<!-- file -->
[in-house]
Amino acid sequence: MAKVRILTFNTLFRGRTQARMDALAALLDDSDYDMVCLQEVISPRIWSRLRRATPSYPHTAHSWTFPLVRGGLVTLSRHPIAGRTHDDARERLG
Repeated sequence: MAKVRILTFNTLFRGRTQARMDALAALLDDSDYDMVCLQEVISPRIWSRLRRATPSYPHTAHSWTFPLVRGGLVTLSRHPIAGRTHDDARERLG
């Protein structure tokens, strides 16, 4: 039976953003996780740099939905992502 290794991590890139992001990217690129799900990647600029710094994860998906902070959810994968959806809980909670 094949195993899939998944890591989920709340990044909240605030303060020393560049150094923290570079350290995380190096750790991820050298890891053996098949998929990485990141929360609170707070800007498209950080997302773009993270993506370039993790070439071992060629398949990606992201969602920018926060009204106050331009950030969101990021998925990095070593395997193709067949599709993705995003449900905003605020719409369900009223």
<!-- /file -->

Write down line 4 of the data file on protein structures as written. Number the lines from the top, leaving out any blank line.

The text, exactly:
């Protein structure tokens, strides 16, 4: 039976953003996780740099939905992502 290794991590890139992001990217690129799900990647600029710094994860998906902070959810994968959806809980909670 094949195993899939998944890591989920709340990044909240605030303060020393560049150094923290570079350290995380190096750790991820050298890891053996098949998929990485990141929360609170707070800007498209950080997302773009993270993506370039993790070439071992060629398949990606992201969602920018926060009204106050331009950030969101990021998925990095070593395997193709067949599709993705995003449900905003605020719409369900009223």